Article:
Pastoral interventions can help to raise student achievement

A greater emphasis on pastoral care to remove barriers to learning has increased attainment at a 1,600-pupil academy

Student welfare is a hot topic. January started with worrying reports of young people suffering from poor mental health and the think-tank, 2020health, has recently suggested that heads of well-being may help schools to combat poor physical and mental health among students.

Since I became principal of Neale-Wade in September 2011, many positive changes have lead to increased attainment. I attribute the majority of these results to the emphasis and importance placed on pastoral care.

I’m a firm believer that an academy or school’s pastoral system should be aligned with what happens in the classroom, and that it should focus on the progress that students are making. The purpose of such a system is to remove barriers to learning, so that academic development can be made by all. All of our intervention work is an attempt to create and maintain a supportive environment that encourages and stimulates learning.

One of our first major changes was to replace our vertical tutoring system with a horizontal system that has clear lines of accountability. Heads of year, or progress leaders as they are known, are responsible for the wellbeing of their year group as well as tracking the academic progress of the 300 students under their care. They are supported by pastoral assistants, who aren’t part of the teaching staff and are therefore readily available to meet with students and parents. They are local people with a good understanding of Neale-Wade’s community.

A dedicated team overseen by the vice-principal and director of student wellbeing ensures that student welfare and wellbeing remains high on our agenda and they work tirelessly to remove any potential barriers to learning.

Pastoral care should remove any barriers to learning

As far as lessons are concerned, no time that could be spent learning is wasted. This extends to tutor periods, where all year groups have time to work on issues highlighted in a plan that is updated weekly. Years 11 and 12 have an IT room as their tutor base whenever possible, allowing them to spend tutor periods completing UCAS applications. It’s also a good base for our “core carousel” in which time is spent on English, mathematics and science. Subject-specific tutor group teachers ensure that learning is maximised.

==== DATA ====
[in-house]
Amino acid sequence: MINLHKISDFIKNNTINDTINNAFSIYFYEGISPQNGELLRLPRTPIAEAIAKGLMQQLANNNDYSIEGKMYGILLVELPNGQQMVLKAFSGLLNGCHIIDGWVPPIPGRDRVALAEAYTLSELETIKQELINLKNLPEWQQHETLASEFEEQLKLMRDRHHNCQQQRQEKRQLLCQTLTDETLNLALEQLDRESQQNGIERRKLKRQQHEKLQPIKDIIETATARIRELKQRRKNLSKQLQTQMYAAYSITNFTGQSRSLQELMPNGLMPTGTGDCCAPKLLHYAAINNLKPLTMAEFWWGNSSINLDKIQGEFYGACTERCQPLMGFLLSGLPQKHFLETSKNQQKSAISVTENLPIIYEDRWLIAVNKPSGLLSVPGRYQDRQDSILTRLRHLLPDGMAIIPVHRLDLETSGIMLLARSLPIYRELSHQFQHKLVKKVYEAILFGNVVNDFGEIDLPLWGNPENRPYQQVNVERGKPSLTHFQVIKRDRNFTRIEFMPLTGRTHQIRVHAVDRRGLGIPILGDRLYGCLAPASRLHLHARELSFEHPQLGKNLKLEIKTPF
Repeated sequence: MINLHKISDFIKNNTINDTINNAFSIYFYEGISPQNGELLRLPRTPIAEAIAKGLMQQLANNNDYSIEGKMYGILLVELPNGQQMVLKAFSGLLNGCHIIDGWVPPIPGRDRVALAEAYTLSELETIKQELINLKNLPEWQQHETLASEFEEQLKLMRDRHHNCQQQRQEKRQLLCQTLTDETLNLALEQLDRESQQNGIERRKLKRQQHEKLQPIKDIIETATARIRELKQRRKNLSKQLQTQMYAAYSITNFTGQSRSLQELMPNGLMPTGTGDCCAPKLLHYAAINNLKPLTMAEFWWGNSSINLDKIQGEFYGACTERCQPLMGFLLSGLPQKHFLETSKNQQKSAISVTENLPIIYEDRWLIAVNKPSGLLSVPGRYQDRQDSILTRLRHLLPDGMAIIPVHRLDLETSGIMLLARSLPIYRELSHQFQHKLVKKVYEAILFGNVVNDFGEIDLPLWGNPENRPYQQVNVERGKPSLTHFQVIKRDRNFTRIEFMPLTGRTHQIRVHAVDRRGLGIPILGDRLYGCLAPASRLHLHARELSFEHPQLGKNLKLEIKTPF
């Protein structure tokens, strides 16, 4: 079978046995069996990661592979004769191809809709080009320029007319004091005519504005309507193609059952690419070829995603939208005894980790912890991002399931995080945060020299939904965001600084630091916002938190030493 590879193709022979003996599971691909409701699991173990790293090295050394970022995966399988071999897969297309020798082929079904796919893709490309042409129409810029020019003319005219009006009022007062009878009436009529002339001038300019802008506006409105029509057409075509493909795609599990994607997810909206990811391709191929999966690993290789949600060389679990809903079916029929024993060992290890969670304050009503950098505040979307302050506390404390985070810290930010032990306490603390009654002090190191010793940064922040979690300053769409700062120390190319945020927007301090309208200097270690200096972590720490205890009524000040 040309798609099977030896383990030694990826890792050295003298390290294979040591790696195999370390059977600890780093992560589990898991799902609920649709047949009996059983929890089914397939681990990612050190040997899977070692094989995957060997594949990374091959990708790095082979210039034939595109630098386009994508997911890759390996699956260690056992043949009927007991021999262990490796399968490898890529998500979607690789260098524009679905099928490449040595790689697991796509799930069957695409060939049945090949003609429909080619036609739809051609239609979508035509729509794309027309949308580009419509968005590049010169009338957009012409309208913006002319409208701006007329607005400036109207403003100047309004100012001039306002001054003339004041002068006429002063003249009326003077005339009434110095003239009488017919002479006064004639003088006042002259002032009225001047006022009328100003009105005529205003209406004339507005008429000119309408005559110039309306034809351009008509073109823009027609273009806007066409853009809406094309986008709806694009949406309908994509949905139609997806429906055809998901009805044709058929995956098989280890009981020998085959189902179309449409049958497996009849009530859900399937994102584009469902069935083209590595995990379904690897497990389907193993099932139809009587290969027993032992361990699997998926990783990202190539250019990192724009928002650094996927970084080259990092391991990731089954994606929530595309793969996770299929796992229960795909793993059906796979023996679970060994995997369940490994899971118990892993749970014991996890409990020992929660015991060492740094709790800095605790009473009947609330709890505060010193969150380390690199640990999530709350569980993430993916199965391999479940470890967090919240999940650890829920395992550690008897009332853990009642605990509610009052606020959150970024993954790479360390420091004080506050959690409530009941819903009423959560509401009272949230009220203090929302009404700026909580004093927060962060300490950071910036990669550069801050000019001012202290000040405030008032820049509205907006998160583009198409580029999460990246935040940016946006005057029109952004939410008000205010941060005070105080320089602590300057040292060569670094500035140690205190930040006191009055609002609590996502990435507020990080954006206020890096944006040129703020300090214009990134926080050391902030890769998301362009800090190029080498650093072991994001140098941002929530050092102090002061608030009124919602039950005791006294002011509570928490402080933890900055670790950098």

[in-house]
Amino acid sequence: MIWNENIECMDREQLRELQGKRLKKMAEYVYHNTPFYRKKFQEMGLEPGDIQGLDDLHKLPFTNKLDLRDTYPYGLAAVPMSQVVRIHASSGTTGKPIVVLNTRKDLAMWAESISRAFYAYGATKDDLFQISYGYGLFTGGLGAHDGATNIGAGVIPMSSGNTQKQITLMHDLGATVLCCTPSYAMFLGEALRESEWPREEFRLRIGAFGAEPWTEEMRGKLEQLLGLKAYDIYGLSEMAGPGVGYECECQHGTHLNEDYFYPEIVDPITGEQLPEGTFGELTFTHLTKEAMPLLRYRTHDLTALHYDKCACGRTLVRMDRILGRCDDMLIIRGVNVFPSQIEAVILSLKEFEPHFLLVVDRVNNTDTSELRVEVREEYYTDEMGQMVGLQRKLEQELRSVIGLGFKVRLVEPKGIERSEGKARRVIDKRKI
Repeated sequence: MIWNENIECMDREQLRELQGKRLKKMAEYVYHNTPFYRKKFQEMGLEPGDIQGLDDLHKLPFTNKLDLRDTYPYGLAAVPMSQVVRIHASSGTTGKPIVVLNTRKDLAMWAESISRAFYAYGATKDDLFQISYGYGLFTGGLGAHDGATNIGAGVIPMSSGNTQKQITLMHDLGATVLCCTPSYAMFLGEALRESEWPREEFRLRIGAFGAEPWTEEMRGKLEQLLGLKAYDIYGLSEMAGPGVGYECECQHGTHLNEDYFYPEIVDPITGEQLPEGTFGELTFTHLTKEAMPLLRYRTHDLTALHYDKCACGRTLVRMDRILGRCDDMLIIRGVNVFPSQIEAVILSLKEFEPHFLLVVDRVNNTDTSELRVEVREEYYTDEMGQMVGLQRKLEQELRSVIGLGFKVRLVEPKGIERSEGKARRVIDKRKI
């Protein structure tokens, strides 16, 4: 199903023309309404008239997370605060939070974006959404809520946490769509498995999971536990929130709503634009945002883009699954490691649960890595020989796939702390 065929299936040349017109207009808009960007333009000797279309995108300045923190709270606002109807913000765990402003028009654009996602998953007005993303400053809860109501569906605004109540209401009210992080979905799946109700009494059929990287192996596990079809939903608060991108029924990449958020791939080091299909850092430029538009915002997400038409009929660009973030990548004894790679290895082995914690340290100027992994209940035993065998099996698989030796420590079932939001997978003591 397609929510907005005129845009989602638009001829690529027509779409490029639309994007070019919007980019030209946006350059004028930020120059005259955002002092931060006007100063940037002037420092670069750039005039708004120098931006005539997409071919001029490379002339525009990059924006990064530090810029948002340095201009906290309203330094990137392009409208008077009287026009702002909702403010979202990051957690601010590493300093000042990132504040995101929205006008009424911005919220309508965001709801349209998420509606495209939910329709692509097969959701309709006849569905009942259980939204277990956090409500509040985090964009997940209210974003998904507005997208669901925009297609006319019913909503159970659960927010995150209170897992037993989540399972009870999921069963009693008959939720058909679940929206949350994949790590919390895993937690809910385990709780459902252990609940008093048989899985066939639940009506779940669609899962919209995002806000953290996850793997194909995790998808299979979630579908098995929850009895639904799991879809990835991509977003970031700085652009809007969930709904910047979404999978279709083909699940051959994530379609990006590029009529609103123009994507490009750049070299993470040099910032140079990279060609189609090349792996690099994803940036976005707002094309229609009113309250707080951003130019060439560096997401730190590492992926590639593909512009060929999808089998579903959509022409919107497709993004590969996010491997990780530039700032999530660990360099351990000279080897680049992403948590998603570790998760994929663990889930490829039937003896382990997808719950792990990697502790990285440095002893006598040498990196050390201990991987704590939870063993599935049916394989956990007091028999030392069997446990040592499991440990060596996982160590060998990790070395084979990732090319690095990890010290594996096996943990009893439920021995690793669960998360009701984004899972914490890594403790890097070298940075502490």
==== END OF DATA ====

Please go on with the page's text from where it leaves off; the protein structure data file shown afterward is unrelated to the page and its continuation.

Year 11 also takes part in revision sessions, which start at 8:15am. Surprisingly, these are very popular – perhaps it’s the free breakfast! Staff also teach on Saturday and Sunday mornings for additional support, and we have found residential experiences during school holidays particularly useful. These happen on Fridays and Saturdays at a hotel. The students study hard during the day, usually finishing at 6:30pm, before being taken to the cinema or bowling before lights out.

It’s all very well talking about initiatives and how they are well received, but we all know that much of an individual school or academy’s output is measured in facts and figures. Since 2011 attendance has risen from 91.8 to 95.4 per cent. In 2014 there were also highly significant improvements in core subjects, with a 76 per cent pass rate at A*-C in English and 70 per cent A*-C in maths. Fifty-eight per cent of students passed five GCSEs,
including maths and English, with A*-C, putting the academy in the top 25 per cent of similar schools nationally. All this bears even greater weight when considering that 2014 was a year in which attainment in these core subjects was in decline.

Of course, many of these great results are attributable to the students too, so rewards feature highly in our daily work. Staff can award students for the effort that they are making within a lesson or a series of lessons. These are recorded on our data system, and a text message is sent to parents. A small reward at school can lead to much bigger ones at home. One student recently said: “It is great when I get an SLT star as my mum will text me on the way home to tell me that she loves me.” Whilst that may not be an Ofsted-approved way to measure success, it’s definitely good enough for me.


Jason Wing is a former Olympian, and principal of Neale-Wade Academy in Cambridgeshire, part of the Active Learning Trust

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